"For, though Courage is one of the noblest virtues of this nether sphere, and though scarcely more requisite in the field of battle, to guard the fighting hero from disgrace, than in the private commerce of the world, to ward off that littleness of soul which leads by steps imperceptible, to all the base train of the inferior passions, and by which the too timid mind is betrayed into a servility derogatory to the dignity of human nature;--yet is it a virtue of no necessity in a situation such as mine; a situation which removes, even from cowardice itself, the sting of ignominy;--for surely that Courage may easily be dispensed with, which would rather raise disgust than admiration?"
— Burney [married name D'Arblay], Frances (1752-1840)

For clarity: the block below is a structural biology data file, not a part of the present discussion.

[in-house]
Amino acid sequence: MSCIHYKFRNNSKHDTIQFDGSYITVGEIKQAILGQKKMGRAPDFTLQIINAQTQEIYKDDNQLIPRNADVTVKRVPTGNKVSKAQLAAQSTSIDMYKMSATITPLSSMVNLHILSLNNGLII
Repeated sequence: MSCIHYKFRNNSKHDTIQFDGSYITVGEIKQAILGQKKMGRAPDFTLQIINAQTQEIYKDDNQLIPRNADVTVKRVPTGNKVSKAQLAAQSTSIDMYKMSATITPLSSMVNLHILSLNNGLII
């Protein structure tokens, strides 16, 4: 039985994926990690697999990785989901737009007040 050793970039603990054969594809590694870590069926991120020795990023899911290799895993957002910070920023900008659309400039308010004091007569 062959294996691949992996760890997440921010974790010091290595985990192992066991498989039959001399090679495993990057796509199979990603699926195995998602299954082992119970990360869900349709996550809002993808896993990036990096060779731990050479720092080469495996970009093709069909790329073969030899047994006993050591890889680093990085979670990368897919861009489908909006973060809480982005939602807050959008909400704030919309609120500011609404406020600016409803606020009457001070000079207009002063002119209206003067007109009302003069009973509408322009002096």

See Evelina, or, a Young Lady's Entrance into the World (London: Printed for T. Lowndes, 1778). <Link to LION>
Text also drawn from Evelina: or, a Young Lady's Entrance into the World. (Dublin: Printed for Messrs. Price, Corcoran, R. Cross, Fitzsimons, W. Whitestone [etc.], 1779). <Link to Vol. I in ECCO-TCP><Vol. II>
Reading Evelina, or the History of a Young Lady's Entrance into the World, ed. Margaret Doody (New York: Penguin, 1994). Note, Doody uses the third edition, published in 1779, as her copy-text.